To get to Russell Cave, we travelled through three states: Tennessee, Georgia and Alabama (as well as a couple of time zones). It was a pretty drive past fields of wildflowers and cows.
People have used this cave as shelter for almost 9,000 years. In the 1950s, It was one of the first places archeologists used carbon-14 to date artifacts. Over 10,000 stone and bone tools, pottery shards and jewelry were excavated. A few (that means “not very many”) are in the Visitors Center museum . I'm sure most are at the Smithsonian (they dug there for three years). They always take home souvenirs.
There’s a boardwalk out to the cave.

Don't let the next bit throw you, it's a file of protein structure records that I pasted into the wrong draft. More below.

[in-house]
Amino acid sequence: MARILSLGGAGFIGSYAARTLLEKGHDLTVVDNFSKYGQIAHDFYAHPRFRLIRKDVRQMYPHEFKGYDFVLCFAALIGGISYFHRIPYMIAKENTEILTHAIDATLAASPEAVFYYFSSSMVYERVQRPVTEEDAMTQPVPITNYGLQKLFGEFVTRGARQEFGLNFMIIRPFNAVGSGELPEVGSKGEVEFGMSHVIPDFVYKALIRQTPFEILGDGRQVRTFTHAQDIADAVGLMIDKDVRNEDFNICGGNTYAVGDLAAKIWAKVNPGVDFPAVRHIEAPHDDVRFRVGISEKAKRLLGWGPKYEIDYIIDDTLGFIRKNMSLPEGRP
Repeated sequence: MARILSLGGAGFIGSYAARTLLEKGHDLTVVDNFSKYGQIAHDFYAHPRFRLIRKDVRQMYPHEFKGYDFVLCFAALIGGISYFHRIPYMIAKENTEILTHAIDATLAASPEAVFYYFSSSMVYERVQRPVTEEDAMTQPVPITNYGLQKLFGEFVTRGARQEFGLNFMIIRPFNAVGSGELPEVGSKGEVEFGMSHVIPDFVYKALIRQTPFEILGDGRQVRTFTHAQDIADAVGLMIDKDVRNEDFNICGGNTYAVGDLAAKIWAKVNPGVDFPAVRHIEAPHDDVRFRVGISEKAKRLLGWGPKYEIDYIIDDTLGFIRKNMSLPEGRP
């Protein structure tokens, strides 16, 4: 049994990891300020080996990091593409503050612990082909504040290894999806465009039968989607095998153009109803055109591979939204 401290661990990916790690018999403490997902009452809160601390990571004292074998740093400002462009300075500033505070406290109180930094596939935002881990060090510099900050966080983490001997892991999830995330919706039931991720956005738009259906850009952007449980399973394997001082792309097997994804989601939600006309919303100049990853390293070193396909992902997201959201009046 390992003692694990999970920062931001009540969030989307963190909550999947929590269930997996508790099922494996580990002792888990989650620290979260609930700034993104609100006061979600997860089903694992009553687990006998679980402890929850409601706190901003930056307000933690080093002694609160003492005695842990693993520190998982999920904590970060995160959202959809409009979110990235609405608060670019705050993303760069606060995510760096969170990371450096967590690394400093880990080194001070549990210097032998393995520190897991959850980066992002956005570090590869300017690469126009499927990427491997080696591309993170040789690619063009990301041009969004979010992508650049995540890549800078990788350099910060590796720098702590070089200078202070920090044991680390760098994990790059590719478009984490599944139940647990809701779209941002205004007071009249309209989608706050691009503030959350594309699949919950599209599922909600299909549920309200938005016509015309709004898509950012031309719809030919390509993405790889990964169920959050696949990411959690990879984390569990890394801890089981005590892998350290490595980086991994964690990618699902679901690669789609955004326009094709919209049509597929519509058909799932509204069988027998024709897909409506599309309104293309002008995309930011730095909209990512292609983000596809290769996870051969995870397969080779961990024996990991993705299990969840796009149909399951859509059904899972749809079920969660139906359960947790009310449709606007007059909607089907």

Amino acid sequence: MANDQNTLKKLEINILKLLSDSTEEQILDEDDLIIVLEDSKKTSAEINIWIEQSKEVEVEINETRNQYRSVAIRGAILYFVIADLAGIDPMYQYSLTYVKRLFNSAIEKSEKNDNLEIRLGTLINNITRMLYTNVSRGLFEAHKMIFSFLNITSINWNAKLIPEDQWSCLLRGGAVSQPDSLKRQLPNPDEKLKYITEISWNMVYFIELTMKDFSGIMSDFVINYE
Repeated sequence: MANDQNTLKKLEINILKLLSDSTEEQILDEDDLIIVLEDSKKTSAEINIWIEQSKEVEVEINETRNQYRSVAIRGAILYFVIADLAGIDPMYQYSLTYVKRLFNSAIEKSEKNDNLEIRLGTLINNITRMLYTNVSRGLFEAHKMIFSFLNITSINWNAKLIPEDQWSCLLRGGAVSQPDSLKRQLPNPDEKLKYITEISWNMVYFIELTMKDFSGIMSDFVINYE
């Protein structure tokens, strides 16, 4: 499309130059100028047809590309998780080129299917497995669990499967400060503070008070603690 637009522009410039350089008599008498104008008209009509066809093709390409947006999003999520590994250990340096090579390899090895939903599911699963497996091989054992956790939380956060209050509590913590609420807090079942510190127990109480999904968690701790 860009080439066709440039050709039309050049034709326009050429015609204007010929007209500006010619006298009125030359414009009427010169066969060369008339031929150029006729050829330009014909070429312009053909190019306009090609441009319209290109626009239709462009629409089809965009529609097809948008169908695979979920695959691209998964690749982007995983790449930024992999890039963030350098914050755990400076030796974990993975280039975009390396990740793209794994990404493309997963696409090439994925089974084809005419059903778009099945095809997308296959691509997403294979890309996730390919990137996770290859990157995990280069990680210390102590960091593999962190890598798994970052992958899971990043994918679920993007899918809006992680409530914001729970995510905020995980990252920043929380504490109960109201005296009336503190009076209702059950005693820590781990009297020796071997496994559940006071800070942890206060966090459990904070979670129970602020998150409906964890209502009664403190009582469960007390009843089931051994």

A creek runs through the first cave we saw. The map identifies it as “Dry Creek”, but after all the rain this spring, it was anything but dry. It looks really cold.
Going on a little further is the actual cave shelter. If you were expecting Carlsbad Caverns pictures, this isn't it! It’s more like a big alcove than a cave. Good protection out of the weather 9,000 years ago.
The dioramas are a little hokey, but we've seen worse.We went around the corner to see a sinkhole, where the roof of another cavern fell in. Not much to see.
We had planned on going on the nature trail, but some people we saw on the boardwalk said there was a copperhead sunning himself on the trail. I told George I’d wait for him on the bridge if he wanted to go look for it. That way if he needed first aid, I’d be able to run back to the Visitors Center. After he rejected my idea, I told him he was missing a great photo-op.
I didn't go crazy at this park, but there are a few more pictures: Russell Cave Natl Monument